Laser therapy- fancy light? or what??

Laser therapy uses a process known as photobiomodulation to change the biochemical environment of damaged tissues by stimulating cellular metabolism thus acccelerating the healing process. As the laser unit emits photons of light into the tissues, these photons can be either scattered, reflected, and/ or absorbed by the cell. Lasers operate in the infrared spectrum of light from 650 nm to 1200 nm in wavelength. The greater the wavelength of light, the greater the depth of penetration into the tissues. The greater the power of the laser unit, the greater the number of photons or packets of light energy that are delivered in a shorter delivery period.


The primary target of laser therapy and photobiomodulation is the cytochrome C complex which is found within the mitochondria. Cytochrome C is a vital component of the electron transport chain that drives cellular metabolism. As light is absorbed, cytochrome C is stimulated leading to increased production of ATP. In addition to ATP, laser therapy or photobiomodulation also produces free nitric oxide and reactive oxygen species.

  • ATP is the molecule that facilitates energy transfer within the cell thus leading to cellular healing through increased protein synthesis and cellular proliferation.
  • Nitric oxide is a powerful vasodilator and an important cellular signaling molecule involved in many beneficial physiological processes.
  • Reactive oxygen species have been shown to affect many important physiological signaling pathways including the inflammatory response.

Together, the production of these signaling molecules has have been shown to induce growth factor production, to increase cellular proliferation and motility, and to promote extracellular matrix deposition and pro-survival pathways. Outside of the cell, nitric oxide signaling drives vasodilation which improves microcirculation in the damaged tissues thus delivering oxygen, vital sugars, proteins, and salts while removing cellular by-products and waste.  As a result, increased cellular healing is observed, as well as a reduction in pain.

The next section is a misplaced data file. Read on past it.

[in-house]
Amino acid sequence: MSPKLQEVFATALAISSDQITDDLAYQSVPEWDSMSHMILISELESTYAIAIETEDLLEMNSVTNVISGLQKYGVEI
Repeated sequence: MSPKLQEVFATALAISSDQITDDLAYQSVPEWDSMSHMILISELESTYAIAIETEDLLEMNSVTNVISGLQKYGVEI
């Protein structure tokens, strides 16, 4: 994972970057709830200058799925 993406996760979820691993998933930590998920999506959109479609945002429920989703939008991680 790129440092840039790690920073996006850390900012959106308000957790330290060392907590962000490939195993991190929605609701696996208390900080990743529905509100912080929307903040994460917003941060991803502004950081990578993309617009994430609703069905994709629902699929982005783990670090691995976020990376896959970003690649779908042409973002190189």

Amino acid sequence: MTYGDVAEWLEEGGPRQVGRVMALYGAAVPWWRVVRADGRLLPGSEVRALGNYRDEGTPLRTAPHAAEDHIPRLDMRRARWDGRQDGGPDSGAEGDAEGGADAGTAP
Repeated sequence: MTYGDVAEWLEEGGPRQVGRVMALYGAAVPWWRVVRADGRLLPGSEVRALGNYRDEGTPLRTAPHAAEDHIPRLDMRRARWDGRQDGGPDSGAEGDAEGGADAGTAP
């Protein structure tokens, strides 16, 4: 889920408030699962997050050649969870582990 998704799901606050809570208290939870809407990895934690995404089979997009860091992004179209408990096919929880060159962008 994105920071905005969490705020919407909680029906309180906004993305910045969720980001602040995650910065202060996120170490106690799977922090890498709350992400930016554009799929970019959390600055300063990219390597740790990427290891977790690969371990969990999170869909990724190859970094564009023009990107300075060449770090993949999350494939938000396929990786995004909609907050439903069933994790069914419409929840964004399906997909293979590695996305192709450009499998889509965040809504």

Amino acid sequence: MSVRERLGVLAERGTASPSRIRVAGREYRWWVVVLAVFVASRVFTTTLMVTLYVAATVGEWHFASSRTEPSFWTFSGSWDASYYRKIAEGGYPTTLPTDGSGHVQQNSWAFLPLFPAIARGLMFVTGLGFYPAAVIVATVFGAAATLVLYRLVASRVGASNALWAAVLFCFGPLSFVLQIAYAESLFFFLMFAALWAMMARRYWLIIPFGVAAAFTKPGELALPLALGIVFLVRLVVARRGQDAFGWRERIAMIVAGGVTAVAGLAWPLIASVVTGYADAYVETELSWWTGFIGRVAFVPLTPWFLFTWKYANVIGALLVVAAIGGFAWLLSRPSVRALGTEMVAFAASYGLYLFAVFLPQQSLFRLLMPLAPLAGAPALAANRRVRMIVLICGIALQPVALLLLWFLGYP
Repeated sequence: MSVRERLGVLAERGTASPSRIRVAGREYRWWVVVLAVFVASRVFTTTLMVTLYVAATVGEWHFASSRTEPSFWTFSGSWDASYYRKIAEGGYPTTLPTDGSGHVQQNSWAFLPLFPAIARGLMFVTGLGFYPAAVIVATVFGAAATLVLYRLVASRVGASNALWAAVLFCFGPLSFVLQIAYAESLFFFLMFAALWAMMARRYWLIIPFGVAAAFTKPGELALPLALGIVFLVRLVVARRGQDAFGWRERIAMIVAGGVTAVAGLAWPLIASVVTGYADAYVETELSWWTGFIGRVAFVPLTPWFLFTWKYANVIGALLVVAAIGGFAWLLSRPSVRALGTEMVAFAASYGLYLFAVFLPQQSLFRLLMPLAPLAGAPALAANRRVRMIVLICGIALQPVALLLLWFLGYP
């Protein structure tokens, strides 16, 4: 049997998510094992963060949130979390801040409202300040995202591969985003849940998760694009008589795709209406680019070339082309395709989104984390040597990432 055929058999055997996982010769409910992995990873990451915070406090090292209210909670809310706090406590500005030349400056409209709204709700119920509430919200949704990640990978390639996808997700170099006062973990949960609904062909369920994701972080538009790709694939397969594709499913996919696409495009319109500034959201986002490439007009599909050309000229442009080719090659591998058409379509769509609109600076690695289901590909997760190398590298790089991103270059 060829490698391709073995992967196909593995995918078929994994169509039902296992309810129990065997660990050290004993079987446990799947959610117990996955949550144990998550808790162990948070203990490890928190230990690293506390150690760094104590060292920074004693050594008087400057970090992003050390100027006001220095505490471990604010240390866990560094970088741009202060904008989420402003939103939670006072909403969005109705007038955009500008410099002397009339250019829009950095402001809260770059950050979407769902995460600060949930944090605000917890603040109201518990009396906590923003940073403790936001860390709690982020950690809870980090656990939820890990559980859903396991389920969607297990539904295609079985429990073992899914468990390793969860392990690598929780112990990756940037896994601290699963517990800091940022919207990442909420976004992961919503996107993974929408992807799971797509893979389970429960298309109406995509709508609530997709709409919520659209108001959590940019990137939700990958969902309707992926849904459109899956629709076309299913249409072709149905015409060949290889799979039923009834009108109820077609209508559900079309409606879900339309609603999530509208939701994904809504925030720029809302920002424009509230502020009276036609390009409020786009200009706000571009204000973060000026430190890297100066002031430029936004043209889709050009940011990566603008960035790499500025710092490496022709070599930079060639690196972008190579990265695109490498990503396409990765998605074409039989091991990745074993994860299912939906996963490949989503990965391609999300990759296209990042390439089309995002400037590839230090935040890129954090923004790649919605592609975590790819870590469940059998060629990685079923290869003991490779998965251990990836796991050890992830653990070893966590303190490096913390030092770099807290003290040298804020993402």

The recent development of higher power, Class 4 lasers, allows the veterinarian the ability to more efficiently deliver adequate therapeutic doses of photons deep into tissues to reduce pain, reduce inflammation, and accelerate healing (Class 3 and 4 lasers carry FDA approval for these three uses).


The introduction of Class 4 lasers make it possible to not only treat superficial lesions but now to treat a greater range of conditions involving the deeper tissues. Some of these conditions include:

  • Post surgical wound/ inflammation/ fracture healing and pain relief
  • Infected/ traumatic/ or non healing wounds
  • Osteoarthritis or degenerative joint disease, such as hip, stifle, and elbow arthritis
  • Tendon/ ligament inflammation/ injuries
  • Post dental extraction pain and inflammation
  • Otitis externa
  • Lick granulomas
  • Perianal fistulas/ inflammatory bowel disease
  • Feline acne/ asthma
  • And, the list is ever growing with continued application, discussion among practitioners, and critical assessment of outcome

Photobiomodulation allows the body to harness the benefits of good ole fashion light in order to help heal oneself without the need for pharmacological intervention. Laser therapy may not be fully effective in all conditions; however, it can be used as an adjunct therapy to help lessen conventional therapies which may have negative side effects.  Thanks for reading, Dr. Todd Murphy, DVM, DACVS.  Feel free to leave a comment or question.

About todd924

Dr. Todd Murphy, DVM, CCRP obtained his DVM from Texas A&M University College of Veterinary Medicine in 1995. Following a small animal internship at the Animal Medical Center in New York City, Dr. Murphy completed a small animal surgery residency at the University of Pennsylvania School of Veterinary Medicine in 2000. Dr. Murphy completed his credentials and examination by the American College of Veterinary Surgeons in 2001. In 2015, Dr. Todd Murphy pursued his clinical passion for rehabilitation and conditioning by completing formal training at the University of Tennessee College of Veterinary Medicine in their certificate program and obtained his CCRP (canine certified rehabilitation practitioner). Murphy_11Sept11_029 Dr. Murphy’s research interest include the use of the PennHIP method for evaluation and reduction of hip dysplasia, the biomechanical properties of self tapping bone screws versus tapped bone screws, the effect of early aged spay - neuter of growth plate maturation, minimally invasive surgical techniques using arthroscopy, joint replacement procedures, and pain management of the post operative hemilaminectomy patients using a Gelfoam impregnated Morphine sponge. Dr. Murphy has extensive experience in the field of orthopedics, soft tissues and neurosurgery; as well as, veterinary rehabilitation and conditioning through use of an underwater treadmill, laser therapy, acupuncture, aromatherapy using essential oils, and the application of stem cell therapy in both dogs and cats. For more information, feel free to contact Dr. Todd Murphy, DVM, CCRP:
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